Author: Nancy A. Wasser
“I just cannot write” or “I am not a good writer” are familiar complaints from students in academia. Many academic students claim they cannot express themselves clearly in written text, and their lack of this skill impedes them in their academic career. In this book, the author argues that teachers can help solve this when they start viewing writing not as secondary to reading, but as the equally important side of the same coin. Those who cannot read, will not be able to write.

The author explains how teaching and regular practicing of how to write from an early age onwards helps children grow into students who are self-aware of their voices. By employing narrative as a process of learning to write and a way to read, teachers can teach children the art of writing, while also making children more aware of their own constructions of narrative. Combining the focus on individual and group expression in writing lessons, students can trace and reflect on their own life transformations through their writing process.

Good writers are not born that way, but made through effort and practice. Changes in the U.S. curriculum may not only lead to better-expressed citizens, but also to a more equal society in which both teachers and children have a voice.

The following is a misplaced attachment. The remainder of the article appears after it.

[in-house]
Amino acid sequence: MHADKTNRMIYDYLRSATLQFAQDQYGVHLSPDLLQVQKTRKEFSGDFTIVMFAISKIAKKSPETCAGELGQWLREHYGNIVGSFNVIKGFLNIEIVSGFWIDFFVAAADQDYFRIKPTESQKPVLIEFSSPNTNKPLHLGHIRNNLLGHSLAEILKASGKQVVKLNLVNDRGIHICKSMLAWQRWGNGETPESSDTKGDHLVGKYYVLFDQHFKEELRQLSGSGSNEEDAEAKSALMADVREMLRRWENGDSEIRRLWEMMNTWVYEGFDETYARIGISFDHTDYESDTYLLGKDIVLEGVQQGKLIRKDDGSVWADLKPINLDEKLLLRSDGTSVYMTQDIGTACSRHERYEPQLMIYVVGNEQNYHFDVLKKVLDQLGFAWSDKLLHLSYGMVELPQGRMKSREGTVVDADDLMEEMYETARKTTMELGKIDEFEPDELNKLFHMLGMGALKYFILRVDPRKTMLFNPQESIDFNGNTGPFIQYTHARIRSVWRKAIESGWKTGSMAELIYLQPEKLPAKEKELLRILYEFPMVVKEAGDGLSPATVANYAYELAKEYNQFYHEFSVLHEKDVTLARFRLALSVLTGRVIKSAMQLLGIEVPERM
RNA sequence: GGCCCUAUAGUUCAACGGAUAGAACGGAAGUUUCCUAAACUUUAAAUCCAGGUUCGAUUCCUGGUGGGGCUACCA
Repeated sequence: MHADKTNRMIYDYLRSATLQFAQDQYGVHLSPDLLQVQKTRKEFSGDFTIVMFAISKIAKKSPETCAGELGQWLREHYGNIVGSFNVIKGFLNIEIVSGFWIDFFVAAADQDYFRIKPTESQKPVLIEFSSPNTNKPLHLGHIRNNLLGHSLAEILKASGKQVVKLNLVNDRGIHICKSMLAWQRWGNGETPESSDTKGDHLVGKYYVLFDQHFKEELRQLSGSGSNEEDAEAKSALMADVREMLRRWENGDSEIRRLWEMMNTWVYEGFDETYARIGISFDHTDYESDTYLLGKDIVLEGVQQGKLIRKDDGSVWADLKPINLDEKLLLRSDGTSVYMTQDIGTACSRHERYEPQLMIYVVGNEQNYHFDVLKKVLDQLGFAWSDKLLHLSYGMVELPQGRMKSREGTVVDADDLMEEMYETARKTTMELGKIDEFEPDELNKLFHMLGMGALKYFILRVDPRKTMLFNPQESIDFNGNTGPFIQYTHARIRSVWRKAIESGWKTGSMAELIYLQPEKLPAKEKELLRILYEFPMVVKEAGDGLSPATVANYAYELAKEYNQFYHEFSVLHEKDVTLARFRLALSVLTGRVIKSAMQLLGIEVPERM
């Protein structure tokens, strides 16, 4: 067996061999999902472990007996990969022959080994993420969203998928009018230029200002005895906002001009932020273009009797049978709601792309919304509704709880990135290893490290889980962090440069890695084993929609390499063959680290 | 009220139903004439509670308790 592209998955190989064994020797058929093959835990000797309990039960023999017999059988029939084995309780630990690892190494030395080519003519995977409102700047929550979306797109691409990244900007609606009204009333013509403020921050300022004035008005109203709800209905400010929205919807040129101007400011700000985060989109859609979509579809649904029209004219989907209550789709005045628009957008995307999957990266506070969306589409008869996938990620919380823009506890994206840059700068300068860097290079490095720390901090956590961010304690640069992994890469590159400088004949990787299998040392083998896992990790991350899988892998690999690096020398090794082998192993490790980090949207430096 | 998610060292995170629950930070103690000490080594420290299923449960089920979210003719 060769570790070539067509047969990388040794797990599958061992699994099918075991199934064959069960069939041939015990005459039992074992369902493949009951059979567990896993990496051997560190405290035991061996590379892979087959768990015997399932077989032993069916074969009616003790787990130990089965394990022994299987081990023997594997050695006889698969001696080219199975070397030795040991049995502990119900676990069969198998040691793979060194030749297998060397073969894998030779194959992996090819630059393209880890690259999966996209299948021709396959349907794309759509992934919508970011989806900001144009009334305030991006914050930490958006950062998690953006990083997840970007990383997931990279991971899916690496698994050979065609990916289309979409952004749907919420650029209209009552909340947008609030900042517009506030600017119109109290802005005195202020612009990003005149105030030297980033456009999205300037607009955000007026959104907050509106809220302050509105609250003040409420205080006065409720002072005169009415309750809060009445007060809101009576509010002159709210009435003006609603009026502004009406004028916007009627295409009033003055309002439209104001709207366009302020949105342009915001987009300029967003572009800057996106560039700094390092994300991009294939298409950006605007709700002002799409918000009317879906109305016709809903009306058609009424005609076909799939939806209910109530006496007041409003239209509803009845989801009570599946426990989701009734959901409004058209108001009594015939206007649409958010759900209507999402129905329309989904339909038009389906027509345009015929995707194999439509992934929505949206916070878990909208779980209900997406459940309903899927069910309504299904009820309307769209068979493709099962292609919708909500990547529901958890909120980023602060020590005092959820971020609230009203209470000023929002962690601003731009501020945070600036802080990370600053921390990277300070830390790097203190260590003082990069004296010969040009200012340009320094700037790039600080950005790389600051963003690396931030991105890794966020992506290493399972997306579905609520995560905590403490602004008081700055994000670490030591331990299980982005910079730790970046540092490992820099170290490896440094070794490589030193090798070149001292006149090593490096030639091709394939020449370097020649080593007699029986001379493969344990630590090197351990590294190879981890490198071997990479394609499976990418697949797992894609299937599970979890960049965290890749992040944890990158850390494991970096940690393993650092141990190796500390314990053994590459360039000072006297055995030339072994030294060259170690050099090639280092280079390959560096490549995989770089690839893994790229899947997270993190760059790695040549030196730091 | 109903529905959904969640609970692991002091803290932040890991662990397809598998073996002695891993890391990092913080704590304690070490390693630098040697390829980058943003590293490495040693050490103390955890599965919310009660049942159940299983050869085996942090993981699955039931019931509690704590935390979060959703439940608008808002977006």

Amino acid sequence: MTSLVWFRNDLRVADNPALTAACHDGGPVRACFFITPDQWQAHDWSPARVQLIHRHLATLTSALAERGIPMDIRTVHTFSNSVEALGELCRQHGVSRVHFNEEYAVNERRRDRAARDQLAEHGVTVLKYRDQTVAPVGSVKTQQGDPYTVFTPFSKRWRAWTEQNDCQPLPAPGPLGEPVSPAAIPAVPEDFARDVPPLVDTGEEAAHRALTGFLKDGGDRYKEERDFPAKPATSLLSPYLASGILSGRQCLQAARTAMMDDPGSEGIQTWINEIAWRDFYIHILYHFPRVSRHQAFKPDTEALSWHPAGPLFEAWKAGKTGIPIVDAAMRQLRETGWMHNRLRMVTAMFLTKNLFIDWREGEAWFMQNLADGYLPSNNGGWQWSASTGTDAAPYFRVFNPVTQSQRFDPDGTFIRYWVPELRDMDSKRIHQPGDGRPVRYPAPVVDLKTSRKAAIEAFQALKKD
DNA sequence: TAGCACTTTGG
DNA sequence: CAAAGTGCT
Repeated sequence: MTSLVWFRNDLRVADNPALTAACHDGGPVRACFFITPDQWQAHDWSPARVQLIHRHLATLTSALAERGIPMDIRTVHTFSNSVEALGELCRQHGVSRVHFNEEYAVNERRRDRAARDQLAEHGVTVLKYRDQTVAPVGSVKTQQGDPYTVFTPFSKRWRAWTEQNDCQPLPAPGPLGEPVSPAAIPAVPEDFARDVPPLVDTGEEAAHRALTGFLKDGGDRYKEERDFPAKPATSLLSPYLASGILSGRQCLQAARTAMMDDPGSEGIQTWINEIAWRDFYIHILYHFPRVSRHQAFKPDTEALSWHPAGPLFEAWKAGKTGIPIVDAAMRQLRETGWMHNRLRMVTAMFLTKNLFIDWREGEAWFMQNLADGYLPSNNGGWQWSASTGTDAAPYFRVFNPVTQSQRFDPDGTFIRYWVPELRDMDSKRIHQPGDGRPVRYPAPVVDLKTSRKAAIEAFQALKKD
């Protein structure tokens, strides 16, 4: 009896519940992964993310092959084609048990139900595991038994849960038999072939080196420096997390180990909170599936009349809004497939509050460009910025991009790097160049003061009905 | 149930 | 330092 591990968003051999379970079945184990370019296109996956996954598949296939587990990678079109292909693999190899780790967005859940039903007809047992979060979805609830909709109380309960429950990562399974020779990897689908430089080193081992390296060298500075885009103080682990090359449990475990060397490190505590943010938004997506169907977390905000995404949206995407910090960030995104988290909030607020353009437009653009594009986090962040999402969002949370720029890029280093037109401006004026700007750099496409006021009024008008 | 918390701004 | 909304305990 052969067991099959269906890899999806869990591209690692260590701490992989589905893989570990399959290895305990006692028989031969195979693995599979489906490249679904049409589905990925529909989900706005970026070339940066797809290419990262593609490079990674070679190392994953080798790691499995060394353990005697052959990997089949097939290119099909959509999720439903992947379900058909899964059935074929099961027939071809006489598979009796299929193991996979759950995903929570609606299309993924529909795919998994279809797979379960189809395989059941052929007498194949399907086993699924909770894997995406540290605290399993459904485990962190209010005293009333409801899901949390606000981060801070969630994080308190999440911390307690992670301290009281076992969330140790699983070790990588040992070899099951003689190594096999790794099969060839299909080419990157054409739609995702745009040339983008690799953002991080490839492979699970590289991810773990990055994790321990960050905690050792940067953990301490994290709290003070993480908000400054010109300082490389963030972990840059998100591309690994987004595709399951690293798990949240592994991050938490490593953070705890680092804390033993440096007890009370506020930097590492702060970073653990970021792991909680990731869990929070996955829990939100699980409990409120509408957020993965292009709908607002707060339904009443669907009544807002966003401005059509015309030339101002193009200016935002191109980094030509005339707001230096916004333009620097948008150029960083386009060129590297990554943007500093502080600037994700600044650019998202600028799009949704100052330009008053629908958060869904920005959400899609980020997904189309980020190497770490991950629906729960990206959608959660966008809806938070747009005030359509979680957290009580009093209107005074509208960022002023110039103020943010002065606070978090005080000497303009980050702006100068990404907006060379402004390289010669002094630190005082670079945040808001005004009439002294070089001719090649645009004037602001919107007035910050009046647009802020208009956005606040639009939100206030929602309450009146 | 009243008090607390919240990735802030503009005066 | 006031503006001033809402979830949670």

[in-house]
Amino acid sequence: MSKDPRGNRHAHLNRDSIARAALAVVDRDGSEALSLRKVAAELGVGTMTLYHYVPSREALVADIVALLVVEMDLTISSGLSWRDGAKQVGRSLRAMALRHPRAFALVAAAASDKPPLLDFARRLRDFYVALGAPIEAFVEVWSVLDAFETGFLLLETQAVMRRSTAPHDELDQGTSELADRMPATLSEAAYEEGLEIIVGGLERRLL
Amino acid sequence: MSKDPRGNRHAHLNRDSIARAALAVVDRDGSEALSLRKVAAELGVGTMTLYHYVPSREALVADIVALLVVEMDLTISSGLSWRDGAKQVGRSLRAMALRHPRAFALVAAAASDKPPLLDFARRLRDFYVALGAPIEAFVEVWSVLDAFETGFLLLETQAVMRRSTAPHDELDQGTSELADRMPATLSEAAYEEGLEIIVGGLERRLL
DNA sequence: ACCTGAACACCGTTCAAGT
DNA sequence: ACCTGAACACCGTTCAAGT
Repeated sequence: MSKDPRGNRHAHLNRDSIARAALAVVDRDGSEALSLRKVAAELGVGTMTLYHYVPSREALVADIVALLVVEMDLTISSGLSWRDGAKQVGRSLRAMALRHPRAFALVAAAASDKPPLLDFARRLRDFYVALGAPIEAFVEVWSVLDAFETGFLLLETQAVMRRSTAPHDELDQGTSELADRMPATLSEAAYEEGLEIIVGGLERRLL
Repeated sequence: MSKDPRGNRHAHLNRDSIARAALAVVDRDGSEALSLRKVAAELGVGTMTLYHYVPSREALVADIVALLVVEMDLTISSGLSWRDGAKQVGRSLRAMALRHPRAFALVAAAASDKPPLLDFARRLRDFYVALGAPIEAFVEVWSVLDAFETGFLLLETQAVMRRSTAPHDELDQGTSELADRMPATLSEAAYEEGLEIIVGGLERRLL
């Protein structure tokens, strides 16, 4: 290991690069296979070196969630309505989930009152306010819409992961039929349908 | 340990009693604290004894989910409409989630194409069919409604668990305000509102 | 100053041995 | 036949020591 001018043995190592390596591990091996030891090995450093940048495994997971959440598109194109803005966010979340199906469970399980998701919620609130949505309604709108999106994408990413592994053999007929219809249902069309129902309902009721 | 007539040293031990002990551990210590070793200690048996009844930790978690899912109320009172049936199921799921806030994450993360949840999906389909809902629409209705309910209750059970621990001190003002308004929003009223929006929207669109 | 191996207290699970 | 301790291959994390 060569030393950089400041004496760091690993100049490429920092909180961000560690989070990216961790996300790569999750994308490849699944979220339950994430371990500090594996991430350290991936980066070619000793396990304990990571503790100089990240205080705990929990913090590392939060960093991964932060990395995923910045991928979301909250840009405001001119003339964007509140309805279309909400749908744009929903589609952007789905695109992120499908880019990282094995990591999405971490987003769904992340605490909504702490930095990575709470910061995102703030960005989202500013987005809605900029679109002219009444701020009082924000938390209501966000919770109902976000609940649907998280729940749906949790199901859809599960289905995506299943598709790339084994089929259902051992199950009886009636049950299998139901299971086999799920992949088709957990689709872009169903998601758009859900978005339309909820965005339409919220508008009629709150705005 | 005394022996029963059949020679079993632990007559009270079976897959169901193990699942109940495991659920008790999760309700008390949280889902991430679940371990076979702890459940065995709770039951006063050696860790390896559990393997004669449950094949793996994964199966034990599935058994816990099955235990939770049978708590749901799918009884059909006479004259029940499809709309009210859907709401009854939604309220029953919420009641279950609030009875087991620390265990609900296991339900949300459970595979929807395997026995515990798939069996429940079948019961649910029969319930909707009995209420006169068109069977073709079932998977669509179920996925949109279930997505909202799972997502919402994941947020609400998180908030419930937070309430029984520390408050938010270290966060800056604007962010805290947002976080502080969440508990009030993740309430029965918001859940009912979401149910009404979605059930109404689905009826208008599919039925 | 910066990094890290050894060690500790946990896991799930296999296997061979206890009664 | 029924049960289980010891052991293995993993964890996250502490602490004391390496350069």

Author: Augie Fleras
The multiculturalization of Canada has catapulted it into the front ranks of countries in advancing a principled diversity governance. Fifty years after the inception of a multicultural governance model that seemingly works and is relatively popular, Canada remains one of the few countries in the world to believe in multiculturalism. Yet the irony is inescapable: Notwithstanding its lofty status as a Canadian icon and an aspirational ideal, an official multiculturalism remains misunderstood both in Canada and abroad in terms of what it means, how it works and for whom, and why it endures. If anything, as the book explains, the idea of multiculturalism remains shrouded in the conceptual fog of a ‘riddle wrapped in a mystery inside an enigma’. An interplay of polite fictions that mask inconvenient truths puts the onus on deconstructing Canadian multiculturalism by conceptualizing strengths (including a probe into why multiculturalism ostensibly works in Canada but rarely elsewhere), analyzing weaknesses, critically assessing its worth, and envisioning its future in responding to the new realities and demands of a post-multicultural world. That Canada’s multiculturalism remains a work in progress, albeit one with innovative possibilities, provides a fitting tribute.
Connecting Theory and Practice (4th Edition)
Authors: Wendy Patton and Mary McMahon